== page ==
MODELING OF THE DYNAMICS OF WATER AND R-11 BLOWN POLYURETHANE FOAM FORMATION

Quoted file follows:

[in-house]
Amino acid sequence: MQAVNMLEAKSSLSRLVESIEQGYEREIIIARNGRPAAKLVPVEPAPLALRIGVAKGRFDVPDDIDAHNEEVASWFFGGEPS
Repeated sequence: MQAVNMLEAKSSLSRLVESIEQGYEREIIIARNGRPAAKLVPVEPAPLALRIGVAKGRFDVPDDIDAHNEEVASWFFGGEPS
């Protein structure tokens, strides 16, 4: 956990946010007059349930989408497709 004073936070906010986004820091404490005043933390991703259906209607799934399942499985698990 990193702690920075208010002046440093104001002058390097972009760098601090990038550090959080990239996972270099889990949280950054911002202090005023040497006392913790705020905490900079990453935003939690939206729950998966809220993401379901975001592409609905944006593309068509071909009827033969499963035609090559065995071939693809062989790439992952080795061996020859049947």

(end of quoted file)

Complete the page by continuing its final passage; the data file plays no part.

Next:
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Polyurethane foam formation involves both polymerization and expansion processes. The dynamics of the water and R-11 blown foams depend on the rates of chemical and physical blowing processes, along with the rate of viscosity increase of the reacting mixture. Experiments were carried out to study the dynamics of free rising, water and R-11 blown rigid polyurethane foams. The density and temperature change during the foam formation were monitored. A theoretical model was developed to predict the density and temperature variation with time. In the model, the physical blowing agent (R-11) evaporation process is assumed to be heat generation controlled and the carbon dioxide generation process to be controlled by the rate of the water-isocyanate reaction. The kinetic parameters of the reactions of isocyanate with polyol and water were obtained separately and were assumed to be independent of each other. The water-isocyanate reaction appears to follow first-order kinetics with respect to concentration of water. The theoretical predictions of the model show good agreement with the experimental data for density variation with time. The model predictions for temperature rise also match experimental data, except at the later stages of foaming when it is found to be slower than the experimental measurements. However, this deviation does not affect the dynamics of density change since it occurs after the completion of the expansion process.
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